One finding from the opinion poll that the Centre for the Study of Developing Societies conducted on behalf of this newspaper and CNN-IBN was that the one country Indians trust ‘a great deal’ is Bangladesh. So it is somewhat ironic, and downright regrettable, that India’s domestic politics is the main reason why the UPA government has been unable to keep two promises to this important neighbour on issues vital to it. The fate of an accord on sharing the Teesta’s waters — which Prime Minister Manmohan Singh was to conclude on his 2011 visit to Dhaka but which was jettisoned due to opposition at the last minute by West Bengal Chief Minister Mamata Banerjee — remains uncertain. The 2011 protocol to the 1974 Land Boundary agreement has been signed by the two countries, and ratified by the Bangladesh parliament, but the Indian parliament is sitting on it. The Bharatiya Janata Party has created irrational and unfounded fears around the agreement for the exchange of Indian and Bangladeshi enclaves located in each other’s territory. Unfortunately, the Opposition has chosen to project the agreement, which would help rationalise the border and help people in these enclaves lead normal lives, as a territorial loss for India. During last week’s visit by Bangladesh foreign minister Dipu Moni, New Delhi tried to make amends by offering a stake in the yet to begin Tipaimukh hydel project in Manipur. Also, Bangladesh is soon set to receive 500 MW of power from India. This, though, is small consolation for the Sheikh Hasina government.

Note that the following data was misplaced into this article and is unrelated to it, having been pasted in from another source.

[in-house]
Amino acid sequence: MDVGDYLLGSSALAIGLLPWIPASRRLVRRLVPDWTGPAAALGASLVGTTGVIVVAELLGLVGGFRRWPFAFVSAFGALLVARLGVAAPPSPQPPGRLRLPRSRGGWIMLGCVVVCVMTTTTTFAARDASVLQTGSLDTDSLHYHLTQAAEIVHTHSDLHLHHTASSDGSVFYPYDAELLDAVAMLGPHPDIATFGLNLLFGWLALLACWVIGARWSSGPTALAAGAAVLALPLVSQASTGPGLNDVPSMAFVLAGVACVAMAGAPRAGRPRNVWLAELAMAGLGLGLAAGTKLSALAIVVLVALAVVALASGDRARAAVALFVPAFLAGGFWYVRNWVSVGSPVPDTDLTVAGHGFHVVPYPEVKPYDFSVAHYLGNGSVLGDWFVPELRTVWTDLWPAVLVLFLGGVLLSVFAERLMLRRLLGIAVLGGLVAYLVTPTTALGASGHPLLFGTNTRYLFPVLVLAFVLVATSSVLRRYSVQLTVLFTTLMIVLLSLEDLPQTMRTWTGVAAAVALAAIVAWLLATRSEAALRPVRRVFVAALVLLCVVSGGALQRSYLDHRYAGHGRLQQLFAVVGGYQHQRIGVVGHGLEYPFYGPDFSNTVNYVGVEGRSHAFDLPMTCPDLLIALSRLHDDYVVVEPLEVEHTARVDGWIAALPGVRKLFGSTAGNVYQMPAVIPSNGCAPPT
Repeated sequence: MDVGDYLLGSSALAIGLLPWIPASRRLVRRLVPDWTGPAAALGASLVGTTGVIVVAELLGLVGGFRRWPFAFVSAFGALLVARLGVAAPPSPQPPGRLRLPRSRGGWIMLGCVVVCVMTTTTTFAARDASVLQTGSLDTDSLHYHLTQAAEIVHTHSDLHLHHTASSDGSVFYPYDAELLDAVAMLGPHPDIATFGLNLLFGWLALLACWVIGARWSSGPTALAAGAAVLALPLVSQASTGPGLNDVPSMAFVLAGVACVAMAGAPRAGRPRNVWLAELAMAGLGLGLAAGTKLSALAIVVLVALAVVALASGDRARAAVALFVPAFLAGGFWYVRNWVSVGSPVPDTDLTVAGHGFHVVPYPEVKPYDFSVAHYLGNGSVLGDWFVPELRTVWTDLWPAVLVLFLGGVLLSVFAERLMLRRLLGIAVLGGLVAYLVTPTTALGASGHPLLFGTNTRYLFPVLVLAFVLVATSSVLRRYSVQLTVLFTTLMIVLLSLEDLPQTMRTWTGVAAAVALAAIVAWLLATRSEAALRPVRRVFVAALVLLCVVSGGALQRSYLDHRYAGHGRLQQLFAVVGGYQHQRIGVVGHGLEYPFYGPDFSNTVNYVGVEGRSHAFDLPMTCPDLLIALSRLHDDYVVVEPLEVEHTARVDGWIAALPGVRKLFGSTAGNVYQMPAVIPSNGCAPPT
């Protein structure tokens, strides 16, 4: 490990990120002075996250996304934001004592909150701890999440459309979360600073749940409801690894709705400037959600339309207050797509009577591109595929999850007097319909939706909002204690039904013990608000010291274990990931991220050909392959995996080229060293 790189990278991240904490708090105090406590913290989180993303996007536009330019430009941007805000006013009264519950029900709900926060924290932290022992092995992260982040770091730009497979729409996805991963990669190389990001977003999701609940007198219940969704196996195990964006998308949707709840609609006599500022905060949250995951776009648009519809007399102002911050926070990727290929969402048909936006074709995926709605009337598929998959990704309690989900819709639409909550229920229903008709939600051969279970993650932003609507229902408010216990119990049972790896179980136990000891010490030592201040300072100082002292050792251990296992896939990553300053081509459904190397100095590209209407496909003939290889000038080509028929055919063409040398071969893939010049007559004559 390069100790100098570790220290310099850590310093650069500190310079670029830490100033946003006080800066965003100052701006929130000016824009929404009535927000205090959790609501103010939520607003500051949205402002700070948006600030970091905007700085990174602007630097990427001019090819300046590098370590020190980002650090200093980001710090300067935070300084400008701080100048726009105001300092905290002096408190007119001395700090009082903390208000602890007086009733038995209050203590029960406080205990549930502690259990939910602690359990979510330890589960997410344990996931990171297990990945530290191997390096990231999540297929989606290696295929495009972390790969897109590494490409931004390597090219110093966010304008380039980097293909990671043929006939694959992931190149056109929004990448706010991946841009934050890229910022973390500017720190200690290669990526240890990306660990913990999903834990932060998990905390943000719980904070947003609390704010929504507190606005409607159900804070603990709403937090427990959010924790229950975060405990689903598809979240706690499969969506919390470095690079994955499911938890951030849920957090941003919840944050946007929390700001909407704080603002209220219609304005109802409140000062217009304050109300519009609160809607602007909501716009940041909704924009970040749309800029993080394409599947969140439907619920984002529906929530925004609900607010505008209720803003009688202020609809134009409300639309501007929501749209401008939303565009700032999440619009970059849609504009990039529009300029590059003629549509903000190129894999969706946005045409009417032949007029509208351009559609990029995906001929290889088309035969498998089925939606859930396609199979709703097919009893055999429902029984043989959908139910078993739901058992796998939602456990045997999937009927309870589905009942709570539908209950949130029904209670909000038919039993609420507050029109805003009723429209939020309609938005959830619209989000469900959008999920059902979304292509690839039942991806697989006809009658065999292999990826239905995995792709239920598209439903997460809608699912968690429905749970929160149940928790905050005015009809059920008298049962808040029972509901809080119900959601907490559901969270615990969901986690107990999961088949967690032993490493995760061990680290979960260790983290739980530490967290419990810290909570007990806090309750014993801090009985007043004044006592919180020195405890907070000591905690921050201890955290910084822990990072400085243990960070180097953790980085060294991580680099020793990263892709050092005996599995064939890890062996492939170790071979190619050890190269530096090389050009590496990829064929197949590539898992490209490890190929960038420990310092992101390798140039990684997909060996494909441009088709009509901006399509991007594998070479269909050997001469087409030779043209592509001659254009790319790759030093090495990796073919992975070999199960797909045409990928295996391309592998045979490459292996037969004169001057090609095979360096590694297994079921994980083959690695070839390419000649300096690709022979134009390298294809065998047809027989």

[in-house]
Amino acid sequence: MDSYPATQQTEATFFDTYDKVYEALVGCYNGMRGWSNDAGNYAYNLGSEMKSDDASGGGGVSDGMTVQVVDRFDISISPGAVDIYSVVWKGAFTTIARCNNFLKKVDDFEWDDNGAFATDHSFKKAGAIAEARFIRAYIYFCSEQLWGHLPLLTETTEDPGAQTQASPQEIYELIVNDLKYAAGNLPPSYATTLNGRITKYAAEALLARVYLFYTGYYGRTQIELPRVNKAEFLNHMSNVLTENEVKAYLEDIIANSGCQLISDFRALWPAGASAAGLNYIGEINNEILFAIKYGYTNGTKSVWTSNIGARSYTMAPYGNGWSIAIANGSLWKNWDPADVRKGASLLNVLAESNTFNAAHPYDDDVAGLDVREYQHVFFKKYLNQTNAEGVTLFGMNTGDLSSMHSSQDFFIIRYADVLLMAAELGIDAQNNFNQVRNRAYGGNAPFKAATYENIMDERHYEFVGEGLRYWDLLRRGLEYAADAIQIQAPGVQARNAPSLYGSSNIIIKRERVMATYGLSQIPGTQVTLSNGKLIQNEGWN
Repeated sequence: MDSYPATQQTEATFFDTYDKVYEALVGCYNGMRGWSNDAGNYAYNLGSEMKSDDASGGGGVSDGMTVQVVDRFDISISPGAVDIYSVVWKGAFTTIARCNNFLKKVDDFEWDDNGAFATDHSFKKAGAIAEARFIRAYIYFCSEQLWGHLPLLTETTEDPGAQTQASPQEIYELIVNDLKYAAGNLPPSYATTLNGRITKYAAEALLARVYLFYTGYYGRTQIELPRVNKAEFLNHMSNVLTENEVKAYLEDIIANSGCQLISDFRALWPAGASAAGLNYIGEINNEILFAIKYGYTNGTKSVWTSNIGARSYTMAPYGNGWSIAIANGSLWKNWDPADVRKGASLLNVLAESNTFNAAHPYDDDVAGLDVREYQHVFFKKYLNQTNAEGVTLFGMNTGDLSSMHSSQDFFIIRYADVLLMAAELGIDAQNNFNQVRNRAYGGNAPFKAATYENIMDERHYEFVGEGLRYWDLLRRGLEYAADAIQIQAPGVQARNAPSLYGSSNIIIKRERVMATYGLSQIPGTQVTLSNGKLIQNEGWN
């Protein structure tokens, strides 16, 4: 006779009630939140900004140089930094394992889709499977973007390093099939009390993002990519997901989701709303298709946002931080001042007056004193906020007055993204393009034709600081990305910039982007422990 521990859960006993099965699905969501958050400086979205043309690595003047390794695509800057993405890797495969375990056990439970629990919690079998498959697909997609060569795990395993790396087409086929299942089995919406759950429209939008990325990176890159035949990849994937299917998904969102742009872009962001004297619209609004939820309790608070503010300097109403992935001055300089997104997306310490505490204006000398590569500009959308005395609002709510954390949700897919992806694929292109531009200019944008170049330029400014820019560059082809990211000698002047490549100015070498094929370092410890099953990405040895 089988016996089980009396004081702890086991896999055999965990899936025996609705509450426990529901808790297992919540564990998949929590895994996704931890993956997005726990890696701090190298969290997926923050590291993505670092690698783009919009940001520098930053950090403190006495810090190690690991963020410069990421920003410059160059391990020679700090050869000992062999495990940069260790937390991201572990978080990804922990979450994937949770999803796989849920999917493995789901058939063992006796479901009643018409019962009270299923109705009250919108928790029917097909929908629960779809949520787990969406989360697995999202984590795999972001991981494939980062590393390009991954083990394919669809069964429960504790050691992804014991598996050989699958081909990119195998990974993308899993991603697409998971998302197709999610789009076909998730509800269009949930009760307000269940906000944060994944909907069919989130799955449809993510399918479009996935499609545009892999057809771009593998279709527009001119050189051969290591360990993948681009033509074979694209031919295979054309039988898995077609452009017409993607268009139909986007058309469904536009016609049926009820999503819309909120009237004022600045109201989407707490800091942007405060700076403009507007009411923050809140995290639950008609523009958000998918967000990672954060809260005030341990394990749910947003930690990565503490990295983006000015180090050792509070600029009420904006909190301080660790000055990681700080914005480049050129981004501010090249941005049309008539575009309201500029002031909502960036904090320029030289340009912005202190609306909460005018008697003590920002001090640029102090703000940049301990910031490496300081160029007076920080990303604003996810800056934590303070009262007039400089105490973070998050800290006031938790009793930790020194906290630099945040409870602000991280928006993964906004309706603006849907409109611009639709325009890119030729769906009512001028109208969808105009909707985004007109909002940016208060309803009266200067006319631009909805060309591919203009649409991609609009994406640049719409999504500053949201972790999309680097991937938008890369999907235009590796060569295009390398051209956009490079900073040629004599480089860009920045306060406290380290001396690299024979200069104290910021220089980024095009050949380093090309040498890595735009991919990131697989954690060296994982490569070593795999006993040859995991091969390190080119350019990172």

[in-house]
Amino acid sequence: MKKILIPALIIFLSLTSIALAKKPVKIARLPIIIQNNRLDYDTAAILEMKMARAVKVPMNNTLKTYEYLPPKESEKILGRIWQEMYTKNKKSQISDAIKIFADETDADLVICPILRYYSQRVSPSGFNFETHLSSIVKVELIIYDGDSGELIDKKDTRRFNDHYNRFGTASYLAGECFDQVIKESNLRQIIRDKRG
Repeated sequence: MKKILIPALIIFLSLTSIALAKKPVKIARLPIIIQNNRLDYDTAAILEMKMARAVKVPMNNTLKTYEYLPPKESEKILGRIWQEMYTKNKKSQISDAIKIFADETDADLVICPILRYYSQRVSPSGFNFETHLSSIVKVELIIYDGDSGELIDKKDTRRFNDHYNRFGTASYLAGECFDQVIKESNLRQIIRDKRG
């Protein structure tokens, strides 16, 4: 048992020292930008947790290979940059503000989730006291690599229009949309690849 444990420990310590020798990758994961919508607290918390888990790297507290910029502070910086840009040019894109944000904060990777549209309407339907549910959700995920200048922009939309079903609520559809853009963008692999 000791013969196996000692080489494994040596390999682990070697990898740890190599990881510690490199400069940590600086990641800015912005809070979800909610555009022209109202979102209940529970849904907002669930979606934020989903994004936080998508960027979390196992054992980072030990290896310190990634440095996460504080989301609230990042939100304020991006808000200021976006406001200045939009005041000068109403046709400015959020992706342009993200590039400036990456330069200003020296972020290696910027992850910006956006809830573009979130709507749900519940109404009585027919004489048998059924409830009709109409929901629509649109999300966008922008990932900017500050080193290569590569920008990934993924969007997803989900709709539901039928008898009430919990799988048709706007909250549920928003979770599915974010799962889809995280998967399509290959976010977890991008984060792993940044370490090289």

Since the Awami League came to power in 2008, the Bangladeshi opposition has lost no opportunity to paint its policies addressing Indian security concerns as a ‘sell-out’ to New Delhi. Thanks to Dhaka, the United Liberation Front of Assam was neutralised, and there was a clamp-down on other anti-India insurgencies and Islamist extremist groups. If Indians today trust Bangladesh more than any other South Asian state, it is in no small measure due to this. Prime Minister Sheikh Hasina had hoped to fight the “pro-India” accusation against her by getting something substantial in return from New Delhi. But these hopes have been belied. Meanwhile, her government has been under attack by the religious right-wing on the war crimes trial issue. The Jamaat-i-Islami’s violent retaliation to the conviction and sentencing of some of its leaders, provoking a heavy-handed response from the government, has led to more cycles of violence. As Bangladesh prepares for elections in early 2014, in addition to the turmoil over the trials, the failure of the Awami League to keep India to its promises has strengthened the party’s adversaries. If New Delhi is unable to pull its act together before Prime Minister Hasina’s scheduled visit in September, it can only blame itself for losing an opportunity to help a friend.

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